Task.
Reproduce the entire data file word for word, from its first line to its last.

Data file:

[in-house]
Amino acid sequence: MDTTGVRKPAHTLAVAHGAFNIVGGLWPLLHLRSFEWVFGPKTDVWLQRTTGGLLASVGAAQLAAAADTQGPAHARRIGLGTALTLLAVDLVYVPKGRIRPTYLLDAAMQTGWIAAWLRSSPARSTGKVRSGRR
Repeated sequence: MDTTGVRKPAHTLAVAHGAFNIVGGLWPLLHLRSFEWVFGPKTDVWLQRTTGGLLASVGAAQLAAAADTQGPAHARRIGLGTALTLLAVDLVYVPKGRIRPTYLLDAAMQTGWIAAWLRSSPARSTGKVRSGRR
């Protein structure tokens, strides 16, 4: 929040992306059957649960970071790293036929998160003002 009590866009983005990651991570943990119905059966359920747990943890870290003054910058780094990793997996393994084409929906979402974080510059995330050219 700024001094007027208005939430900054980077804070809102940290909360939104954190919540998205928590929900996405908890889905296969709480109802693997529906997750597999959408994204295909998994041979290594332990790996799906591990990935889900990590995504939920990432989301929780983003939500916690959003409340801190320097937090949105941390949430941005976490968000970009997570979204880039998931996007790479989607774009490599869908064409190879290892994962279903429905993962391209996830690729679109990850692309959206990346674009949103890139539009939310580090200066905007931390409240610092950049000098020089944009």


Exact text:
[in-house]
Amino acid sequence: MDTTGVRKPAHTLAVAHGAFNIVGGLWPLLHLRSFEWVFGPKTDVWLQRTTGGLLASVGAAQLAAAADTQGPAHARRIGLGTALTLLAVDLVYVPKGRIRPTYLLDAAMQTGWIAAWLRSSPARSTGKVRSGRR
Repeated sequence: MDTTGVRKPAHTLAVAHGAFNIVGGLWPLLHLRSFEWVFGPKTDVWLQRTTGGLLASVGAAQLAAAADTQGPAHARRIGLGTALTLLAVDLVYVPKGRIRPTYLLDAAMQTGWIAAWLRSSPARSTGKVRSGRR
């Protein structure tokens, strides 16, 4: 929040992306059957649960970071790293036929998160003002 009590866009983005990651991570943990119905059966359920747990943890870290003054910058780094990793997996393994084409929906979402974080510059995330050219 700024001094007027208005939430900054980077804070809102940290909360939104954190919540998205928590929900996405908890889905296969709480109802693997529906997750597999959408994204295909998994041979290594332990790996799906591990990935889900990590995504939920990432989301929780983003939500916690959003409340801190320097937090949105941390949430941005976490968000970009997570979204880039998931996007790479989607774009490599869908064409190879290892994962279903429905993962391209996830690729679109990850692309959206990346674009949103890139539009939310580090200066905007931390409240610092950049000098020089944009």